"You have a frothy market, but it's an educated frothy market and there's a big difference," said Peters, who joined Jordan, Edmiston in 1997. "It's not a dot-com evolution where people are throwing money at the next best thing, but people buying rational businesses with real cash flows, with arguably aggressive capital structures but with enough growth to take aggressive down to manageable in a short period."
Peters, who has brokered several major b-to-b media deals this year, including the sale of Gold Standard to Reed Elsevier and Evanta to dmg world media, doesn't see a slowdown in b-to-b media deals anytime soon, but he does expect a good deal more sanity than in the recent past. He recently talked with Media Business about trends in the M&A landscape.
MB: What's your assessment of M&A activity in the first half of 2006?
Peters: The first half of the year has been the most active M&A environment since the 2000 boom, and that's across all of the media and information sectors. One thing that really continues to push the market is the debt market. Even though interest rates are creeping up, capital is still relatively cheap. There are also several entrants into the media-lending space-nontraditional pockets-that have been very aggressive, like General Electric and Bank of Montreal. So for people looking for debt capital, there are a lot of options and a lot of very competitive companies trying to win the business. And that competition has extended the M&A cycle. Five or seven years ago, there were probably 10 to 15 private equity funds of consequence that cared about media markets. Today, there are probably 150.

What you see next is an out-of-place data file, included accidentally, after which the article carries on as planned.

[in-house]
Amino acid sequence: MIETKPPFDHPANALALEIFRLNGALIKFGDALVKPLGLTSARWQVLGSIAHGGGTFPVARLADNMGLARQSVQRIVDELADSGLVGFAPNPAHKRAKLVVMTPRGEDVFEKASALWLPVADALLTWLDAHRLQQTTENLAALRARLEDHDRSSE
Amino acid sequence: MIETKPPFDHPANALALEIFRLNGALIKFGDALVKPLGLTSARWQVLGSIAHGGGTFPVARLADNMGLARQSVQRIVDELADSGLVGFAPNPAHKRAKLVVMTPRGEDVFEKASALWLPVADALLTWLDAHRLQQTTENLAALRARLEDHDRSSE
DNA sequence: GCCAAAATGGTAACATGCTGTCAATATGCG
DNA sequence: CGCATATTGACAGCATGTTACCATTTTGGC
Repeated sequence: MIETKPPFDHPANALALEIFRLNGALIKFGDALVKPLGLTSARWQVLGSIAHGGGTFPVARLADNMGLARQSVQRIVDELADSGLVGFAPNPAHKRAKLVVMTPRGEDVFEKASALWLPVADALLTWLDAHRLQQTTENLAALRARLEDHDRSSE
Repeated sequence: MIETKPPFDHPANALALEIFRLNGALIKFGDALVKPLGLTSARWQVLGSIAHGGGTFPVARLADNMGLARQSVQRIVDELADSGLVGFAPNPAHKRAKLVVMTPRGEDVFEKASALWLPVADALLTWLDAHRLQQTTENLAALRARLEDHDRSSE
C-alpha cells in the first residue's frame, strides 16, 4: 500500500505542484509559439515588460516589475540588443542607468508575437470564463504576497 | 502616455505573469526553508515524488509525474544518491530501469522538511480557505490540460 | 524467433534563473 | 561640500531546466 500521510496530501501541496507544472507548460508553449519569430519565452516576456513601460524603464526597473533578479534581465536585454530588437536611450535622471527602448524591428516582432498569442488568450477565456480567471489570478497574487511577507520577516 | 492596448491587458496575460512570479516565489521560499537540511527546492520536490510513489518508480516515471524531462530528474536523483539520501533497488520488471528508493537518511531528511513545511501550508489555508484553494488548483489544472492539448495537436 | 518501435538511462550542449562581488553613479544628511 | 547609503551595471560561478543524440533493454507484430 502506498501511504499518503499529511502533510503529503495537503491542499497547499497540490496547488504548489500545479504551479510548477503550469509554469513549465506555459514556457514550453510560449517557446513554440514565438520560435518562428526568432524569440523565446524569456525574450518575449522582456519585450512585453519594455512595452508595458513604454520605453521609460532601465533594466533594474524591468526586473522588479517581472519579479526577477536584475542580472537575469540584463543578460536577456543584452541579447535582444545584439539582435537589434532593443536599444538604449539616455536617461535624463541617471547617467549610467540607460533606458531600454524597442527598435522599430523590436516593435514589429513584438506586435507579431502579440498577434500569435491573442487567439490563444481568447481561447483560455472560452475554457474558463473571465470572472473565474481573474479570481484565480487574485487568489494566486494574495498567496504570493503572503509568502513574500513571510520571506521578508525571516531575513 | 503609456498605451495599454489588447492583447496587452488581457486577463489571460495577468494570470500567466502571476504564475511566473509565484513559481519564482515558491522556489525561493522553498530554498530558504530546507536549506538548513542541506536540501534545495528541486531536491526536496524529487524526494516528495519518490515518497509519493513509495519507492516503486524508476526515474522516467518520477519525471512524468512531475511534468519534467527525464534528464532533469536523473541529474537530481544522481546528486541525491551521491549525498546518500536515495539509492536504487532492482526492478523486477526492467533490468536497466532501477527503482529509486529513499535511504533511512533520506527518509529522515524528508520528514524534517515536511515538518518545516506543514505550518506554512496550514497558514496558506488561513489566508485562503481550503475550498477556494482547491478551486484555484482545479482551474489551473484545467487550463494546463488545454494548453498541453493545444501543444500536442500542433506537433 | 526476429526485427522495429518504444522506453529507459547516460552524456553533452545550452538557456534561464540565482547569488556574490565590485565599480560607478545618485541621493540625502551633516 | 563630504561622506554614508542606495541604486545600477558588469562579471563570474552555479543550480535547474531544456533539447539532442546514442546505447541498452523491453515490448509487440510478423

MB: What are your projections for the second half of the year and early 2007?
Peters: Second half will be as good as the first half and a continuation of very aggressive M&A activity. ... There's still tons of activity in the pipeline, and lots of deals that will be announced in the next three months. Next year is a little trickier to pinpoint.
MB: How are multiples varying from one area of b-to-b media to the next?
Peters: The highest multiples are being paid for electronic/Internet-based b-to-b, which is a function of pure growth in those sectors. On average, electronic is maybe 10% of traditional b-to-b publishers' revenue, and one can argue it should be 40% to 50% of revenues. So the question is: How quickly do they get there-organic or acquisition? And a lot of companies have concluded that acceleration comes through acquisition.
MB: Do you think as the Internet continues to penetrate business markets the demand for face-to-face events will grow even more?
Peters: There's more and more money being spent on face-to-face and new forms of media that really help the engagement with the customer and seller. The big players in the space wholeheartedly agree that face-to-face is a core part of the media mix, and the Internet cannot replace that.
MB: What are the prospects for b-to-b media companies steeped in print without a robust online media strategy?
Peters: There is a firm belief in the marketplace that content is king and brands are king. This time a year ago there were people who were questioning whether b-to-b media would be left in the dust, which goes all the way back to people thinking VerticalNet would overtake b-to-b media. But it didn't work because there are brands that have great relationships with advertisers and with the trust of their readers. People a year or two ago were questioning the viability of those businesses but are now saying those brands could be the key to an electronic business and the next business model.